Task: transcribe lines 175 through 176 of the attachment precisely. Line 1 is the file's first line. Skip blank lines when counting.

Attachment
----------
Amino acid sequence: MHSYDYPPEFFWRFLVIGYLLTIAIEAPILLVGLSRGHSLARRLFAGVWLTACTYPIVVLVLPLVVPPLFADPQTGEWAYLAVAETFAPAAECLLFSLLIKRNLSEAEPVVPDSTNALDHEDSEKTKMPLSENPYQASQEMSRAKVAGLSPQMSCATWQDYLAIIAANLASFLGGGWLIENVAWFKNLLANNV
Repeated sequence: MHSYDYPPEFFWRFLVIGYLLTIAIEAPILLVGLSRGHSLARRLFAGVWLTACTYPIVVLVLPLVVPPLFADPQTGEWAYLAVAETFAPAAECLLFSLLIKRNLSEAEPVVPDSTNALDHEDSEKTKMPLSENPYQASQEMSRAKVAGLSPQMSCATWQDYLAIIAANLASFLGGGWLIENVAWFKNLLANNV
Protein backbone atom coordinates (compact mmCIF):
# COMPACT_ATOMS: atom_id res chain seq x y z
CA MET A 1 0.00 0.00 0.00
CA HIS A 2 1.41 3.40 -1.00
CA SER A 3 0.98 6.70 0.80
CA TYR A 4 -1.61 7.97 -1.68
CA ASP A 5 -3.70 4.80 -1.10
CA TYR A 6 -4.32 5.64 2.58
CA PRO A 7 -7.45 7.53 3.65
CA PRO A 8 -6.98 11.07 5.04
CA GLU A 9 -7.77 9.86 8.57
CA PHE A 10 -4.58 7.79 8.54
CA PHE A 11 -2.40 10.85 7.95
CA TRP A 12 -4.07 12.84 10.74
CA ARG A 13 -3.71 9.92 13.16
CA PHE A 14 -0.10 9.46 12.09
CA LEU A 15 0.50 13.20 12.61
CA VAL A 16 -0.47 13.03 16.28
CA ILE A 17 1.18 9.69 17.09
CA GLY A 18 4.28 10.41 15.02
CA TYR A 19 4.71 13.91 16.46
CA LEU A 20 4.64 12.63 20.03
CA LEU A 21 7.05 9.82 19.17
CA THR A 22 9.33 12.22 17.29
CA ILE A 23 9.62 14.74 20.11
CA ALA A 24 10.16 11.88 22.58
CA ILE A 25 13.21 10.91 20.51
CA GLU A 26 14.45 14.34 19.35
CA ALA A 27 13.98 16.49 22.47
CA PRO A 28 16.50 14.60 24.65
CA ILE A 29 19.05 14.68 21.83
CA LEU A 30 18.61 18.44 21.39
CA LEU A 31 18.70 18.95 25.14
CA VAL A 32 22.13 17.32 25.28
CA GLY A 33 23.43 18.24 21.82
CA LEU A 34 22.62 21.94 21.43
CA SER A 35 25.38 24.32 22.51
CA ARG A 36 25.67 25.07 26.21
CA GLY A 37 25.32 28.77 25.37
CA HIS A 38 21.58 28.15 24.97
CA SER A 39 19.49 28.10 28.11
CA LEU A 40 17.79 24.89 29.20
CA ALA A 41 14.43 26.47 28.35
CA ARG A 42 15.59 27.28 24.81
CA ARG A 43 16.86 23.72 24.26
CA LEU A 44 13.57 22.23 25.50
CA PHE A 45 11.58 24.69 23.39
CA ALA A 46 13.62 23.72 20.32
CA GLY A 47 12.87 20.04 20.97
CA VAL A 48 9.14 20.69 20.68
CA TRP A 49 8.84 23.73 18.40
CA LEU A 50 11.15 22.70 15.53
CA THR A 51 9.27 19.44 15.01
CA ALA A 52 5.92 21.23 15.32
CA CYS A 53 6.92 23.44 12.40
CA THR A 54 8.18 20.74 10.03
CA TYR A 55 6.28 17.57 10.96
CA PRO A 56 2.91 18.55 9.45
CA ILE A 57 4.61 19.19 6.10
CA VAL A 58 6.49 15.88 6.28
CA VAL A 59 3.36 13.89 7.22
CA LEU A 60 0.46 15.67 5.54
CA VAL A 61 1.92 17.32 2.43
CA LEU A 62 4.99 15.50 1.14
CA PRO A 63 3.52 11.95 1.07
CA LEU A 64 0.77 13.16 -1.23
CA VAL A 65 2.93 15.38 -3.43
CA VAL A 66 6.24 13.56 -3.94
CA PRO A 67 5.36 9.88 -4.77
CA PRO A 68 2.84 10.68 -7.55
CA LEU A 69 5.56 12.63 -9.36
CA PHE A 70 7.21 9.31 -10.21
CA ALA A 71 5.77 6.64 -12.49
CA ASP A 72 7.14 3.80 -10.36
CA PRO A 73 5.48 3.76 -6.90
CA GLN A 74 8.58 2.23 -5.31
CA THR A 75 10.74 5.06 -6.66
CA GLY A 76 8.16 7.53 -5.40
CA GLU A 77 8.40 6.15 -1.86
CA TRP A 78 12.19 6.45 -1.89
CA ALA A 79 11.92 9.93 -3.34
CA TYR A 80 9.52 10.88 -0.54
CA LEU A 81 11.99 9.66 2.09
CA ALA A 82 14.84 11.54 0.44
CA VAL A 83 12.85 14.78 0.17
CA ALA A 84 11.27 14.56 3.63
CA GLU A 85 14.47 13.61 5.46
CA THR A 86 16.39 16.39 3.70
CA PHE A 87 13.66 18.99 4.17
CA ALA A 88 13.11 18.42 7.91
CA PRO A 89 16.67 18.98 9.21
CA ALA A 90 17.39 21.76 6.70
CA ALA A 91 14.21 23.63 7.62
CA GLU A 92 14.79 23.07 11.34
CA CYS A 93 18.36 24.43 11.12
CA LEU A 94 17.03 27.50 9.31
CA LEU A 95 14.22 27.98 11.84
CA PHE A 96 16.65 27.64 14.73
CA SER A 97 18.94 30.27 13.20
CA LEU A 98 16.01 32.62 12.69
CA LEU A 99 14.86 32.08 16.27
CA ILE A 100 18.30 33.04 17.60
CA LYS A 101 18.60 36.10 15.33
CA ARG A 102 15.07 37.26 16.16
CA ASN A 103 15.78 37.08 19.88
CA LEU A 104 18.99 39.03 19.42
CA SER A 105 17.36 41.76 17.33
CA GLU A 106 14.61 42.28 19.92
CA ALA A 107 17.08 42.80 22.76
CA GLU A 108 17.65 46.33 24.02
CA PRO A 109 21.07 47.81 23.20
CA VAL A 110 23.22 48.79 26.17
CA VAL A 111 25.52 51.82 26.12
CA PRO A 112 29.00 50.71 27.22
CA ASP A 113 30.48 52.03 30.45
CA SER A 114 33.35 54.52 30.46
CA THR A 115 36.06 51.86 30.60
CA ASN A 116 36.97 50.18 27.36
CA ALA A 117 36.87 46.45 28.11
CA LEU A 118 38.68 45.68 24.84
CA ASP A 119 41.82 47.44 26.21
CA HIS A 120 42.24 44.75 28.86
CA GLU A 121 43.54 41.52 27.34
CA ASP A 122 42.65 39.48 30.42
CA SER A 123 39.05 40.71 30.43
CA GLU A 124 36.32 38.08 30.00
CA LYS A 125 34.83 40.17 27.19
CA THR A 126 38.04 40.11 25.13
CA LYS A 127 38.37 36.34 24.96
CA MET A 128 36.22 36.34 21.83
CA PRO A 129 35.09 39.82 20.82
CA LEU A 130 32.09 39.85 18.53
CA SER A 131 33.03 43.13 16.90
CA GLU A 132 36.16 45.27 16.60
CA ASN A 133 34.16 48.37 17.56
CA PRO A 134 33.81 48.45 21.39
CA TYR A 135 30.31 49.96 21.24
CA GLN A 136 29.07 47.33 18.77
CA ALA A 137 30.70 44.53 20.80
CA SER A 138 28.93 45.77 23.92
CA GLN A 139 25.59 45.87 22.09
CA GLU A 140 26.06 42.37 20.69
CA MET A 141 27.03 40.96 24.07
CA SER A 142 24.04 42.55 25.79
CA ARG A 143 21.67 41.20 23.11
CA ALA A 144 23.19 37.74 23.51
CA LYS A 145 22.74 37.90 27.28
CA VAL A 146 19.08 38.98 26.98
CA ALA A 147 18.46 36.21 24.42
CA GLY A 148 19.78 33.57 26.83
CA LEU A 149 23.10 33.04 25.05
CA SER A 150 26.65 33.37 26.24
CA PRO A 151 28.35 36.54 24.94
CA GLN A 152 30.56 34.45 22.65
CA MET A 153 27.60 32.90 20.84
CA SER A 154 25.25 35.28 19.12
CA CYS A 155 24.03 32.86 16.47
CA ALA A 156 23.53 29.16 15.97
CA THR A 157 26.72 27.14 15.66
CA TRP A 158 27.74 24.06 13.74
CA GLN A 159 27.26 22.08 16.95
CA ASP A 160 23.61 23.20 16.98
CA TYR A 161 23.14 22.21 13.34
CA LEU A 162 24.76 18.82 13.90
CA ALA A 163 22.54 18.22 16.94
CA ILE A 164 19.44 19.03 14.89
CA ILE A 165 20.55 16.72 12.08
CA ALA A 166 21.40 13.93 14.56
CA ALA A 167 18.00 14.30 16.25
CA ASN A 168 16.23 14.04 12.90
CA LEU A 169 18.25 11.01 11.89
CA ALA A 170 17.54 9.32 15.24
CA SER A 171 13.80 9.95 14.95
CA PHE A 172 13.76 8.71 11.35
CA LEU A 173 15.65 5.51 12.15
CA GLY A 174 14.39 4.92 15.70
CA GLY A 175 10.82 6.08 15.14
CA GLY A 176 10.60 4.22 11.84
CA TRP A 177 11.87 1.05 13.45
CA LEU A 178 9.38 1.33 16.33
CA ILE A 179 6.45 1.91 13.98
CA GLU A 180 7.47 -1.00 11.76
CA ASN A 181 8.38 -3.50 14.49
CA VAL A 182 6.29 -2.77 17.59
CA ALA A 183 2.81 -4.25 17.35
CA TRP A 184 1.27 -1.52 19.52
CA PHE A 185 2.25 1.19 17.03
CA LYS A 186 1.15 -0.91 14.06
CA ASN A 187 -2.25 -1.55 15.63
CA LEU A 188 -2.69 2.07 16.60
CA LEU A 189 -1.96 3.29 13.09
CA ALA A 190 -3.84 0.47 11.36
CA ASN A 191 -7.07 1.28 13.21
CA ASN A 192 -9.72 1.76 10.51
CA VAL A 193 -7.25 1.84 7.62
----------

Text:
CA SER A 171 13.80 9.95 14.95
CA PHE A 172 13.76 8.71 11.35